2. Route. il
The following excursion, which may bc accomplished either by dili-
gence or carriage (carr. from Volterra station to Larderello and back 10,
with two horses 18 fr.), is interesting to geologists. Beyond Pomarance
(1204 ft. ; diligence in 2 hrs., fare l*/2 fr. ; Alb. Burraia), a pleasant little
town, with a large chàteau of Count Larderei, we drive on to (3 hrs.)
Larderello on the Monte Cerboli, the centrai point of the boracic acid
works belonging to the Larderei family. The vapour of the volcanic
gas-springs (soffioni) is passed through water-tanks (lagoni), depositing
its content of borie acid (acido borico) in the water, which is afterwards
evaporated. The entire output of these works is sent to England, where
it is chiefly used in potteries as an ingredient in the production of
glaze. — The excursion may be extended towards the S., via Bagno al
Morbo (with springs, good for gout, known to the Romans as Aquae
Volaterranae), Castelnuovo di Val di Cecina (1860 ft. ; diligence from
Pomarance in 2V2hrs., fare 1V2 fr.), Sasso, and Monterotondo, to Massa
Marittima (p. 4), a drive of 3 hrs. more. Near Sasso and Monterotondo
in particular the country is covered with clouds of steam and the hot
surface of the earth with incrustations of sulphur, sulphate of iron, etc.
Near Monterotondo is the hot Lago Zolforeo, with evaporation-works
belonging to a French firm.
The road from the station to (7 M.) Volterra ascends (diligence
and carriages, see p. 10). The country, owing to the barren clay
soil, worn into channels by the rain, presents a peculiarly bleak
Volterra. — Station, see p. 10. — Hotels. Albergo Nazionale
(PI. a; C, 4), Piazza dei Ponti 1, R. lV2-2 fr., very fair; La Stella, with
view, R. 1 fr. — Caffè Bardola, Piazza Maggiore. — Post & Telegraph
Office, in the Palazzo Pretorio (PI. C, 3).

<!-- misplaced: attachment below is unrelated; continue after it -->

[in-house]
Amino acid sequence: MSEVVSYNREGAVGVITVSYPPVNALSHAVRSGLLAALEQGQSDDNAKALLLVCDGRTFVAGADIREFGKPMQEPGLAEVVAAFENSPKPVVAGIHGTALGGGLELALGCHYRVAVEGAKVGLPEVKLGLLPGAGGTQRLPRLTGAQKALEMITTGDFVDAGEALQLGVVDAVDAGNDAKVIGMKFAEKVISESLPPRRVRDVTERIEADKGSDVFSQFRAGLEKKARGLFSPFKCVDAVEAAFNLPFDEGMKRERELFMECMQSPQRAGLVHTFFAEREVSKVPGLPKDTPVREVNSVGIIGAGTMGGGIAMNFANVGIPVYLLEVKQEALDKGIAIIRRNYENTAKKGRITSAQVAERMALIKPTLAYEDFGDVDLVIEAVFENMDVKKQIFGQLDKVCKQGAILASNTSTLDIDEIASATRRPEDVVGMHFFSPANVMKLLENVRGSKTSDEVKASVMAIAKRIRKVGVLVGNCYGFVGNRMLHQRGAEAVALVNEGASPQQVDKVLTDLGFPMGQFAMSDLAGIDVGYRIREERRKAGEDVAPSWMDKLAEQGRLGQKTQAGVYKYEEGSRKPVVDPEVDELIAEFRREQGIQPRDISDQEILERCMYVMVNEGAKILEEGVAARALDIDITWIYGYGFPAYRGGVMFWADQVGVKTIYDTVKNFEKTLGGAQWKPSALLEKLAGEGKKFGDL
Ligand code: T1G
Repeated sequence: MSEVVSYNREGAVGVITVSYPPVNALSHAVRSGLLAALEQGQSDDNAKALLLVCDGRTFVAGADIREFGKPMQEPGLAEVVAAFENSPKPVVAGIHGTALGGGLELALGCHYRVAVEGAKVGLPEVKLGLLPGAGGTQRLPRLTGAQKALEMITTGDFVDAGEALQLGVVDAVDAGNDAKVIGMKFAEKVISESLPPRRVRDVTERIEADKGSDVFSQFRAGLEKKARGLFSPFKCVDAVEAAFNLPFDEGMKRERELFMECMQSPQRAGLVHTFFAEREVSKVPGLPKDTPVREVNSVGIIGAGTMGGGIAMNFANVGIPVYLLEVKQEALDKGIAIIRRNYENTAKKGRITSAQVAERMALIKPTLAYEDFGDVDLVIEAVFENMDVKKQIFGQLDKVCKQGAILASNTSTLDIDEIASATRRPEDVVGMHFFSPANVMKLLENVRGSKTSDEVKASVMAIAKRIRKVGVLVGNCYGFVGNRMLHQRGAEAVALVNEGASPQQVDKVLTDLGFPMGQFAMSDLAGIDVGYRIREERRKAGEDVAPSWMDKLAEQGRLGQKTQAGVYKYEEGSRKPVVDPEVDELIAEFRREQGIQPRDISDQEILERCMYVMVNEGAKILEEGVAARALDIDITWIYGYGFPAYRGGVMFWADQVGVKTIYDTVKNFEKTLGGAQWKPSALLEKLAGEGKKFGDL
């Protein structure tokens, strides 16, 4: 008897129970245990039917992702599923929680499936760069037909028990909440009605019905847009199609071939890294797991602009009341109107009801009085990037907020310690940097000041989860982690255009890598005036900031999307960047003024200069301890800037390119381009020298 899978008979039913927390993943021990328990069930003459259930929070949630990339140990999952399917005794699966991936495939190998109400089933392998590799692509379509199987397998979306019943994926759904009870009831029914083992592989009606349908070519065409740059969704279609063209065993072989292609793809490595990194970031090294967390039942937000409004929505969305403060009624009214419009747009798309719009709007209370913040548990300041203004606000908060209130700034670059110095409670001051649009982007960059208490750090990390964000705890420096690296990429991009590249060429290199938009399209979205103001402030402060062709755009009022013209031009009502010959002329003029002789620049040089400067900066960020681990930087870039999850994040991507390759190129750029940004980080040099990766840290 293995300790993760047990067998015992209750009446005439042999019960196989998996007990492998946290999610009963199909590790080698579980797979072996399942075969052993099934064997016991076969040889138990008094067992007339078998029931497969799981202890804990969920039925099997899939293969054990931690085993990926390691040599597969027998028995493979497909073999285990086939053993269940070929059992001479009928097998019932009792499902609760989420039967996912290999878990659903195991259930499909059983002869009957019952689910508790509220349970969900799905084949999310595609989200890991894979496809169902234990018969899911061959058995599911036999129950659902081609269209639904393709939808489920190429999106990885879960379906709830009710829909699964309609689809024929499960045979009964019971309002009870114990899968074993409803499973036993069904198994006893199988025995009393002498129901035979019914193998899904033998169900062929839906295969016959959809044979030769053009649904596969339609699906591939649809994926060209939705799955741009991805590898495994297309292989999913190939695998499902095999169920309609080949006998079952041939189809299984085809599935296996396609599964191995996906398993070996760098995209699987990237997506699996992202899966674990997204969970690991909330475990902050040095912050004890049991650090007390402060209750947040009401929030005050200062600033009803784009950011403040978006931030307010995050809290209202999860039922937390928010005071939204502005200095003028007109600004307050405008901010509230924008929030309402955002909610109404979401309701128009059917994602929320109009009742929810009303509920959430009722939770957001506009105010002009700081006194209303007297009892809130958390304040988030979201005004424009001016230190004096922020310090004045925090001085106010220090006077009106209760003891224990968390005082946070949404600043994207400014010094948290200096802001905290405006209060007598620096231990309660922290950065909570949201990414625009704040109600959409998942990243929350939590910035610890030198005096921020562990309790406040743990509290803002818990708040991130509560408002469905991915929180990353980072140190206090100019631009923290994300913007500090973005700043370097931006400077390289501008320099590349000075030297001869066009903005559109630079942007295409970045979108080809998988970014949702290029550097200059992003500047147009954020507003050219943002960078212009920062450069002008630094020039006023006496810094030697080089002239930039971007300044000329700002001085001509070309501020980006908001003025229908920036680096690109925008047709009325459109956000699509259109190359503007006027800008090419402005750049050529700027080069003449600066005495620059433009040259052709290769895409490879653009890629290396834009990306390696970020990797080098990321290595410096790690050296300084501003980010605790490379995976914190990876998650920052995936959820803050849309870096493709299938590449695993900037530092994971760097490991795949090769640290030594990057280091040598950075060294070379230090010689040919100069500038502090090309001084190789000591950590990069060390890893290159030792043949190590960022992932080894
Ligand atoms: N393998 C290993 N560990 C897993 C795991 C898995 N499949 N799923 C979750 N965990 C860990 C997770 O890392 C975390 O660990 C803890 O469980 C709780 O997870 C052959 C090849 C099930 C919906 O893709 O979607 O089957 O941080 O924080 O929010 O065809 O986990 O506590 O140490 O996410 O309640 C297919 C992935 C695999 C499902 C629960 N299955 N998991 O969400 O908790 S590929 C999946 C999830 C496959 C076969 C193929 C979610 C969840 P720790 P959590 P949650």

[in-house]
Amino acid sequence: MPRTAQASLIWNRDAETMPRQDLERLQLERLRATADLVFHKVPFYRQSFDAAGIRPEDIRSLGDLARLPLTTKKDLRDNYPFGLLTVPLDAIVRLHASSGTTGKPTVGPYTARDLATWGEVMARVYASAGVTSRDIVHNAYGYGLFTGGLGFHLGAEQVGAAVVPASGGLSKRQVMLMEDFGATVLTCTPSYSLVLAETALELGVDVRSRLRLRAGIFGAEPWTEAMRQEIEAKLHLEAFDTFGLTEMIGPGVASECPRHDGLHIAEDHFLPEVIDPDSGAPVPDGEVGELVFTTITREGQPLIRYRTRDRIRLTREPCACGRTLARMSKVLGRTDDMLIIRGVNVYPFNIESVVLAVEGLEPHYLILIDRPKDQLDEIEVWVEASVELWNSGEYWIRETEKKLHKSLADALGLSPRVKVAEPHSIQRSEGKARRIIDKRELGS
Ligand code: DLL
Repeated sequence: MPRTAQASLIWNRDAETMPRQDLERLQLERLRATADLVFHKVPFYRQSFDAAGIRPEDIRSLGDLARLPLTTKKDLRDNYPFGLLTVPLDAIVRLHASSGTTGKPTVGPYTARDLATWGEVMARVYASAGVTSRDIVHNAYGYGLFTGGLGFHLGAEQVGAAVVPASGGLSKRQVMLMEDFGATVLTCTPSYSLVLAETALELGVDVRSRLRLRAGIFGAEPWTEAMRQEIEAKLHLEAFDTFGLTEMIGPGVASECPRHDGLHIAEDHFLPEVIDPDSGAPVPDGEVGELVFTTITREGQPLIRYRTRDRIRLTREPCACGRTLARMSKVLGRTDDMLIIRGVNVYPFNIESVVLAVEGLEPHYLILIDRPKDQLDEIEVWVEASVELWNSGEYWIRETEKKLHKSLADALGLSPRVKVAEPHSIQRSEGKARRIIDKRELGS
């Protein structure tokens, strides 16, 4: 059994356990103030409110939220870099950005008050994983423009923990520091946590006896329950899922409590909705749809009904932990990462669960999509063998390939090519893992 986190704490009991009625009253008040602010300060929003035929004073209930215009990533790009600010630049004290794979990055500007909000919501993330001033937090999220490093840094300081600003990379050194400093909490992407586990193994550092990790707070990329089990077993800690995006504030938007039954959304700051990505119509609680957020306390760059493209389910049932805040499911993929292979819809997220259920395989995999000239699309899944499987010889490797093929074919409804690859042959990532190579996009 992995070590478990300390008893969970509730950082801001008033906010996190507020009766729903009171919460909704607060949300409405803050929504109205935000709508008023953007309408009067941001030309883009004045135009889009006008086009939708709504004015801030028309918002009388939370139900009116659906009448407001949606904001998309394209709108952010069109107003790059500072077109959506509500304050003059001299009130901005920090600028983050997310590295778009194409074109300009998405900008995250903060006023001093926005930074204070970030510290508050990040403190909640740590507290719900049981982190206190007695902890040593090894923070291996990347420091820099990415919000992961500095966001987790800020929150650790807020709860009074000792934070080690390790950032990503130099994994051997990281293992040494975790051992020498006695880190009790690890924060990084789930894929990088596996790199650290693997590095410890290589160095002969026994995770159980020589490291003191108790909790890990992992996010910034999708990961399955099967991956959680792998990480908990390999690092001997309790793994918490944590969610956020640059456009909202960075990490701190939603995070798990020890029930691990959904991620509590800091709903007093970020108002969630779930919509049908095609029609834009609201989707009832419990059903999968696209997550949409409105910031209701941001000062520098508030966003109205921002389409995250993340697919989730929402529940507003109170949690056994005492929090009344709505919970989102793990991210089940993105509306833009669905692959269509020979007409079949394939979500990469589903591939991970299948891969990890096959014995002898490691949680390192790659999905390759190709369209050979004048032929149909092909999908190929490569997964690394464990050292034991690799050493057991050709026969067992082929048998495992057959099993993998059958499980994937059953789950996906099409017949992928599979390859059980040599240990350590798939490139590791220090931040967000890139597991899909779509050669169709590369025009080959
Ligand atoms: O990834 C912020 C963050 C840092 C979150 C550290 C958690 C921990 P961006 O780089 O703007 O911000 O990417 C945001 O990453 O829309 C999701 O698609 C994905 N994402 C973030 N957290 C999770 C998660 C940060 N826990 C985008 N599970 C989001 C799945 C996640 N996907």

The celebrated Alabaster Works of Volterra employ about one-third
of the population. The ordinary kinds of alabaster are found in the
vicinity, the more valuable in the mines of Castellina Marittima (p. 3).
The traveller should visit the interesting workshops, where the prices
are lower than at Florence.
Volterra (1784 ft.), an episcopal see with 5522 inhab., is one
of the most ancient Etruscan cities, containing much that is inter¬
esting and commanding charming prospeets as far as the heights
of Pisa, the Apennines, and the sea with the islands of Gorgona,
Elba, Capraia, and Corsica.
Volterra (the Etruscan Vélathri, the Volaterrae of the Romans) was
one of the twelve ancient confederate cities of Etruria, and was so
strongly fortified that during the civil wars it withstood a siege by Sulla's
troops for two years. It afterwards became a Roman municipium, but
gradually fell to decay and was totally destroyed in the lOth century.
It was re-erected under the Othos, but does not now cover one-third of
its ancient area. In the middle ages it was a free town, and from this
period date the best buildings; but it became subject to Florence in 1361.
The last revolt of the inhabitants against the Florentines terminated in
1472, when the town was taken and ruthlessly pillaged. It is the birth-
place of the satirist Persius (A.D. 34-62) and of the painter Daniele da
Volterra (p. 12).
Among the antiquities the ancient *Town Walls, 5y2 M. in
circumference, and nearly three times as extensive as those of Fiesole
and Cortona, are especially worthy of notice. Their dimensions
(40 ft. in height, 13 ft. in thickness) and construction in horizontal
courses of rectangular yellow sandstone blocks ('panchina') are best